A call about an alleged “road rage” incident involving mayoral candidate Mac Bell drew two police officers and generated a police report over the weekend.
But police filed no charges — and there was no indication in the report that Bell said or did anything by way of interacting with the other driver.
Both Bell and the other driver involved — 54-year-old neighbor Andrew Klickstein — told police that Klickstein had thrown up his hands and begun to exit his truck, before getting back in and driving away. Meanwhile, Bell had apparently sat with his car stopped, using his cellular phone.
“He just pulled a really scary in-my-face type move, and I just waited and talked on my phone so he’d think I was calling the police, and I just waited for him to collect himself,” Bell told the Times Tuesday.
The incident began when Bell was rolling along in his campaign Prius on Dolliver’s Neck Drive, the narrow road that leads to his home, and Klickstein, who also lives on the narrow road, approached, driving from the opposite direction, according to the police report.
“This area of Dolliver’s Neck Road is very narrow and difficult to pass without one of the motor vehicles pulling to one side,” an investigating officer wrote.
Klickstein told police Bell seemed to begin pulling to the right to allow Klickstein’s truck to pass but then stopped in the middle of the roadway, causing Klickstein to “slam” on his brakes. Klickstein’s wife, riding in the passenger’s seat, allegedly smacked her head on the truck’s windshield.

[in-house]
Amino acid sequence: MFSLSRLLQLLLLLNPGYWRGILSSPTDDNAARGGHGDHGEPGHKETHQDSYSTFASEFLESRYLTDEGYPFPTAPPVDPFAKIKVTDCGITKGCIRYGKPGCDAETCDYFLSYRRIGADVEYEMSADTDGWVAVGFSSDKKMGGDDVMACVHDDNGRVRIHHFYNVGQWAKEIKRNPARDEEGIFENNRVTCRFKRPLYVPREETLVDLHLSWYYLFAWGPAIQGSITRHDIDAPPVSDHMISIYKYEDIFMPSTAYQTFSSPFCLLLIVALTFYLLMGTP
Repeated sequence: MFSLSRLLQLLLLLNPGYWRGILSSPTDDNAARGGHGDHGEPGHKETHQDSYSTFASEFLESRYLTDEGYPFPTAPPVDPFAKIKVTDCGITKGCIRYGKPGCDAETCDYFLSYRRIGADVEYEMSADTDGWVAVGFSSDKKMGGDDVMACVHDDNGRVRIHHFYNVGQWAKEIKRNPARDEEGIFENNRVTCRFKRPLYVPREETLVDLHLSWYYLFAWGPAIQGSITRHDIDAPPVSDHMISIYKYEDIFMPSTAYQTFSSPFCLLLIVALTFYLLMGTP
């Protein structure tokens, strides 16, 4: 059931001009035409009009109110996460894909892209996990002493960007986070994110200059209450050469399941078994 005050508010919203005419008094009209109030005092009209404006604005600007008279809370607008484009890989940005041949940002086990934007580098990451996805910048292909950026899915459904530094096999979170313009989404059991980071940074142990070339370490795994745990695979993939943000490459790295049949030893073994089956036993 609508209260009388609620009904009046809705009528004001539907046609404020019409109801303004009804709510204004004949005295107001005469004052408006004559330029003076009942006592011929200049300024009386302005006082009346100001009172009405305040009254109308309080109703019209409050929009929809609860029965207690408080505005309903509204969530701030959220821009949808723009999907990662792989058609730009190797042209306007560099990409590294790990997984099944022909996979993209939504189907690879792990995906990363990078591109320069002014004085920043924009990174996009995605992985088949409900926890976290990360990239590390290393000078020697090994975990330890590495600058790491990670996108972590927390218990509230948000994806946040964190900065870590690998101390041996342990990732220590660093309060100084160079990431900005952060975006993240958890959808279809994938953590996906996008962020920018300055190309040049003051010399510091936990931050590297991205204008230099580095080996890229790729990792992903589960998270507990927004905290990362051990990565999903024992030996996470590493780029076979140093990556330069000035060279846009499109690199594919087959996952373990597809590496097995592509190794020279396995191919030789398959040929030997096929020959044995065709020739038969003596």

Klickstein, who reported the run-in to police, could not be reached for comment Tuesday. Klickstein’s wife did not require hospital transport or any other care, according to the police report. The report also noted that both parties were told that a police report would be generated by the incident, but that no other police action would be taken.
Bell said his “unfortunate” run-in with Klickstein reminded him of what he called another “tragic” dispute with a neighbor, only that landed both Bell and another mayoral candidate in court in September.
In that case, Bell had hashed out issues with write-in mayoral candidate Joe Palmisano, who owns a property neighboring the Chamber of Commerce building that Bell owns. Bell paid more than $1,000 restitution in a case that centers on what he called a nearly 20-year dispute regarding a fence Bell twice removed from property abutting the Chamber building. Palmisano was the plaintiff in the case.
The incident has not been Bell’s only brush with authority. In 2006, he also pleaded guilty to negligent driving on a charge amended downward from an allegation of assault and battery with a dangerous weapon — his truck.
He also pleaded guilty to resisting arrest and disorderly conduct in that case, but three counts of assault and battery on a police officer were dismissed.
In that incident — on the one-year anniversary of his wife’s death, according to the Times story at the time — Bell was accused of striking a police officer with his vehicle, and police had to use pepper spray to take him into custody.
Marjorie Nesin can be reached at 978-283-7000, x3451, or at firstname.lastname@example.org.